First: plan a student schedule on PASS; second: register; last: pay tuition before the deadline to avoid being dropped from classes.
Hidden within the bulk of tuition paid each quarter is a $750 student fee charge. Student fees total approximately 42 percent of the tuition students who are enrolled in six or more units pay per quarter.
In recent years, students have seen an increase in student fees (in 2006 student fees totaled $610 per quarter). Larry Kelley, the vice president for administration and finance, said this is due in large part to students having to make up for the deficit in state-provided funding.
“Just over 20 years ago, the state provided 90 percent of revenue received per student,” Kelley said. “The state provides less than half now. It’s been a trend over time of shifting (the cost of higher education) from the state to the students.”
Although it is difficult for Kelley to predict what future student fees will be, he said the value of the fees are meant to uphold the Cal Poly education experience and make up for what the state can’t fund.
This is true with cases such as the campus academic fee of $337.52, the health services fee of $90.66, instructional fees of $90.28 and various other fees which account for $5.84. However, the bulk of the fees come from the $133.13 University Union (UU) fee and the $92.57 associated student fee.
Programs such as Poly Escapes, Concerts in the Plaza, the Craft Center, ASI Children’s Programs and activities at the Recreation Center are funded by student fees. However, an average of 3,000 students per day use the Recreation Center, and approximately 45 student-families utilize the children’s programs.
Even if a student does not use the programs or facilities, every student is required to pay the fees.
Once students pay, Associated Students Inc. (ASI) and its budget committees make a forecasted budget report. The report is based on an estimated student enrollment number and is called a budget worksheet.
On the 2010-2011 ASI budget worksheet, it was predicted students would bring in approximately $17,330 per quarter. This money was then allocated to both the UU and ASI budgets.
Any funding left over from a given budget period goes into a reserve fund. Legally, this money can only be used on programs or facilities it was initially put toward.
ASI executive business director Dwayne Brummett said the budget’s purpose is to ensure student fees are used in the most effective way to benefit students.
“Students have people looking out for them,” he said. “They have the (ASI) Board of Directors; 25 elected members that know about everything we are doing and vote to approve our budgets. And, there are budget committees that look at the budgets to understand what they are going to be paying for, what services and making sure that we’re following all the mandates that have been set down by students over time.”
Not all students agree with this, however.
Graduate student Lindsay Warzecka said she saw the previous UU Plaza, its demolition, the construction process and the unveiling of the new UU Plaza.
She said it was a large, concrete structure then, but now it is a slightly rearranged, larger concrete structure.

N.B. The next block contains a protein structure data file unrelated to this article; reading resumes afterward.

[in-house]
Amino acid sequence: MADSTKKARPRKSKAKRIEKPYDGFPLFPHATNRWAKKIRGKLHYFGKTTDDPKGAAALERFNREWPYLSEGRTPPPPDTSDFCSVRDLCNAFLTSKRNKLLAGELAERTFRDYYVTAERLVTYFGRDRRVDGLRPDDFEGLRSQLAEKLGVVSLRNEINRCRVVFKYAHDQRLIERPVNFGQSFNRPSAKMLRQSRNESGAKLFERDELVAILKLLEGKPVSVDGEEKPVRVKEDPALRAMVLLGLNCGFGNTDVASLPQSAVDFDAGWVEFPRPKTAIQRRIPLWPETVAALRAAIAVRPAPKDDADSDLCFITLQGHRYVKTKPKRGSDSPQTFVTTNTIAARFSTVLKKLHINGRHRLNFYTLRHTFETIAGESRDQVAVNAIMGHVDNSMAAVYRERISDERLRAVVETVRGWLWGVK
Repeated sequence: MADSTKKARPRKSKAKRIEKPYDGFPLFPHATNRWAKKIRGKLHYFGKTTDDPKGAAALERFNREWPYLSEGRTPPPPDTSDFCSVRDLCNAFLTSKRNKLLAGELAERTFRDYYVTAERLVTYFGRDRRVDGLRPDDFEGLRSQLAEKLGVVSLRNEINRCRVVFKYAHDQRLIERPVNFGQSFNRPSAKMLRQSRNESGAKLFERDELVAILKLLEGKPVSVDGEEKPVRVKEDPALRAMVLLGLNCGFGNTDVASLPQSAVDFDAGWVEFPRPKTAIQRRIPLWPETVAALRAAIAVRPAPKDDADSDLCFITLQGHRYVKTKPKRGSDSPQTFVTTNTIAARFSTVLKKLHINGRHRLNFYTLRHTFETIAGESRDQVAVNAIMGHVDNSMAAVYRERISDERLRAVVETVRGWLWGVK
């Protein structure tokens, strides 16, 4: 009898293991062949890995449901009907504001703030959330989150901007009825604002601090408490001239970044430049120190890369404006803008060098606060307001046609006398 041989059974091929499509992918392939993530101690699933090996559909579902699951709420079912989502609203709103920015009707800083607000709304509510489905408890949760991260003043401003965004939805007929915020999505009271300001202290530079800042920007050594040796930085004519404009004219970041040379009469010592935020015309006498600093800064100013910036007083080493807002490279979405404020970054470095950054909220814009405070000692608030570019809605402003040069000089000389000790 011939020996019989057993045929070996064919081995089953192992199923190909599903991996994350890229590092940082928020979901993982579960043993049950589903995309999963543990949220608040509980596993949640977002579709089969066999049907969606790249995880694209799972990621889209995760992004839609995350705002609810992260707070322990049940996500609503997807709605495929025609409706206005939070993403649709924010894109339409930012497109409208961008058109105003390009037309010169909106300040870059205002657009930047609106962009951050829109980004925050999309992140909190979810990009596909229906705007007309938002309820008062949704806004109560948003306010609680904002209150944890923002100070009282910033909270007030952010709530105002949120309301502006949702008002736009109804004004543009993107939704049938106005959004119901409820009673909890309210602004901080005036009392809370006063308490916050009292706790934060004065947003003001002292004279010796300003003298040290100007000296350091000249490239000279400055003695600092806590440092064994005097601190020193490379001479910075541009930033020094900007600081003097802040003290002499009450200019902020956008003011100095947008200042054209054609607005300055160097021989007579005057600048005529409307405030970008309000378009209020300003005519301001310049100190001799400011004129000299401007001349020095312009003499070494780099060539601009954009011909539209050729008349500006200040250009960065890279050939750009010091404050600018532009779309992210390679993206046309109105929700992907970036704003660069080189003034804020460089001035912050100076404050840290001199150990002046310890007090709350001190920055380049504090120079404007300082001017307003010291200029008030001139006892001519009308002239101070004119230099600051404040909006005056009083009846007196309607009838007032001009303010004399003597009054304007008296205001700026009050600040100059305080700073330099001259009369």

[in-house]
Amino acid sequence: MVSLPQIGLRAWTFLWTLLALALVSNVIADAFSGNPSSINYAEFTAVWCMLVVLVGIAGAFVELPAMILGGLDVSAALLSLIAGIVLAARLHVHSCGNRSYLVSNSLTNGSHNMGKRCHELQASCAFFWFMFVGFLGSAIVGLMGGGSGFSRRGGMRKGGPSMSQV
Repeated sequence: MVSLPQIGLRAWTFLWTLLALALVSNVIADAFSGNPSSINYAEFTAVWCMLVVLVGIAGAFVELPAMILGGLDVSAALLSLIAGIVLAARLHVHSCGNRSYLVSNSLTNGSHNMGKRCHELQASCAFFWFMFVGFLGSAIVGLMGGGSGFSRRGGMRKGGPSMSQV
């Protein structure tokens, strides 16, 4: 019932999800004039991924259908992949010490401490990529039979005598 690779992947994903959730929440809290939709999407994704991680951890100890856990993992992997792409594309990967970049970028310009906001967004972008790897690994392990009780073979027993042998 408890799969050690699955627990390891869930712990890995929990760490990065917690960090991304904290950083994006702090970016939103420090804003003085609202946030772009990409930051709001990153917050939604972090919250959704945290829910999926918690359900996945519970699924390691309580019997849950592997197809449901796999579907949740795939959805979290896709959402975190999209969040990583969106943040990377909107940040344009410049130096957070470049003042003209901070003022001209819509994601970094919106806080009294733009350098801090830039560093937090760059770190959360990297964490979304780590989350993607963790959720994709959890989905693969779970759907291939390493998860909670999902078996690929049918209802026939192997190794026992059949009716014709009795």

“We put a lot of money into rebuilding it, and when it reopened, it looks almost exactly the same,” Warzecka said. “It is still big concrete structures that everyone just walks through.”
Although the UU Plaza construction was approved by students through a referendum process in 2005 — a process during which students vote in favor of or against a proposed project that will be funded by student fees — students such as Warzecka don’t think projects such as the UU Plaza are necessary.
Contrary to what some students might think, Brummett said the ASI budget is student-driven. But at the same time, it is designed to be somewhat dollar-driven, like any normal business, to “operate in the most efficient way (possible),” he said.
Lorin Torbitt, chair of the UU Advisory Board (UUAB), also said the budget spending is geared toward students. She said she has never seen a business aspect take precedence over the students’ needs.
She said the professionals hired to analyze the spending are proof of this. These individuals verify the money brought in through student fees in accordance with state laws, and thus protect student assets, she said.
For example, when there is a budget surplus from the UU fees, the money goes into an aforementioned reserve fund which can only be used toward the UU. Specifically, UUAB’s goal is to use it toward facility upkeep because the facilities were a student investment, so the money is for maintaining the investment.
“It’s good to have the goal of being able to spend the fees that have been collected within the same year so the students see what the money is going toward,” Torbitt said. “You see a lot of the reserves going to the improvements of the facilities.”
Despite this, students are still concerned with how the 42 percent of tuition that makes up student fees are being used.
In a survey done by Kostas McDade, chair of the ASI Advocacy, Outreach and Accountability Ad Hoc Committee, and Katie Morrow and Aaron Borgeson, ASI Executive Cabinet secretaries of legislative affairs, in the UU Plaza April 7, 84 percent of students were concerned that budget cuts would affect the Learn By Doing philosophy.
ASI president Sarah Storelli said students shouldn’t worry because the fees ultimately go toward improving their college experiences.
“Student fees just allow for students to have more opportunity to have the ultimate college experience through everything we provide,” Storelli said. “Since we have so many students on campus, and we aren’t as much a commuter school as other campuses, it’s important that we do offer services and different programs for students to keep them engaged here at Cal Poly to help them flourish to be a better student and person.”